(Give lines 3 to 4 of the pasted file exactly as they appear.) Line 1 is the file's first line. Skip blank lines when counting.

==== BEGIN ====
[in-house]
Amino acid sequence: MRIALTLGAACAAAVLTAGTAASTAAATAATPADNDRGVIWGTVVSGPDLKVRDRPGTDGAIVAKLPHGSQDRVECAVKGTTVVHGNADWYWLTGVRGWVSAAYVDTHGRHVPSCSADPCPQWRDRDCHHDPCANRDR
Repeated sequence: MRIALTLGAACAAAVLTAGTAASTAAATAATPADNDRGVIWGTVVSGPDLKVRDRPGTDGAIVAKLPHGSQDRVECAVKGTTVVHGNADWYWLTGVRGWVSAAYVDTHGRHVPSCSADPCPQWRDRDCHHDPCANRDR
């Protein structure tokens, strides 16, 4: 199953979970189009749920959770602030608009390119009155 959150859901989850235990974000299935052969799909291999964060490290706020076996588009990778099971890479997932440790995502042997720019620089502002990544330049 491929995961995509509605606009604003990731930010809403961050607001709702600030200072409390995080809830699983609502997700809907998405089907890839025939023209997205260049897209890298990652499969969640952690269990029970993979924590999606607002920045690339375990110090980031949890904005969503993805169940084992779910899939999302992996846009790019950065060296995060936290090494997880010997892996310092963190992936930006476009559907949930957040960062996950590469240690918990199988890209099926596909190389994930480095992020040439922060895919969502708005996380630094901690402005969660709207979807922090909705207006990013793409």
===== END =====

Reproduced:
Repeated sequence: MRIALTLGAACAAAVLTAGTAASTAAATAATPADNDRGVIWGTVVSGPDLKVRDRPGTDGAIVAKLPHGSQDRVECAVKGTTVVHGNADWYWLTGVRGWVSAAYVDTHGRHVPSCSADPCPQWRDRDCHHDPCANRDR
């Protein structure tokens, strides 16, 4: 199953979970189009749920959770602030608009390119009155 959150859901989850235990974000299935052969799909291999964060490290706020076996588009990778099971890479997932440790995502042997720019620089502002990544330049 491929995961995509509605606009604003990731930010809403961050607001709702600030200072409390995080809830699983609502997700809907998405089907890839025939023209997205260049897209890298990652499969969640952690269990029970993979924590999606607002920045690339375990110090980031949890904005969503993805169940084992779910899939999302992996846009790019950065060296995060936290090494997880010997892996310092963190992936930006476009559907949930957040960062996950590469240690918990199988890209099926596909190389994930480095992020040439922060895919969502708005996380630094901690402005969660709207979807922090909705207006990013793409």